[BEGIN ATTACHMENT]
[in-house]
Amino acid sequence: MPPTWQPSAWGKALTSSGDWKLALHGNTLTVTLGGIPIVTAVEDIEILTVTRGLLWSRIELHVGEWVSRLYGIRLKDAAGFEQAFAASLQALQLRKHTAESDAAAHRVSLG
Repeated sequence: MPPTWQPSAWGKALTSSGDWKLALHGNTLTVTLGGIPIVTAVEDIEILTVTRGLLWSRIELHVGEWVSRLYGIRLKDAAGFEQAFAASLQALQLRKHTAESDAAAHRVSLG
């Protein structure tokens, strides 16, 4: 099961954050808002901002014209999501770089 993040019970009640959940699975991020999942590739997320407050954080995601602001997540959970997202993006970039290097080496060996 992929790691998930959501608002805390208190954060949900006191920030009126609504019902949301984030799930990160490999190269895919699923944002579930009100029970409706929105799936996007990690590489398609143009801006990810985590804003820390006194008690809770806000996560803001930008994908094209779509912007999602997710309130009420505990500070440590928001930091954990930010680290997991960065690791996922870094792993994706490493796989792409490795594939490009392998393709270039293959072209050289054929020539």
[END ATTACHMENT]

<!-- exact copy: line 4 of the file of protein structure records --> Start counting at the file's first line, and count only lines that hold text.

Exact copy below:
């Protein structure tokens, strides 16, 4: 099961954050808002901002014209999501770089 993040019970009640959940699975991020999942590739997320407050954080995601602001997540959970997202993006970039290097080496060996 992929790691998930959501608002805390208190954060949900006191920030009126609504019902949301984030799930990160490999190269895919699923944002579930009100029970409706929105799936996007990690590489398609143009801006990810985590804003820390006194008690809770806000996560803001930008994908094209779509912007999602997710309130009420505990500070440590928001930091954990930010680290997991960065690791996922870094792993994706490493796989792409490795594939490009392998393709270039293959072209050289054929020539």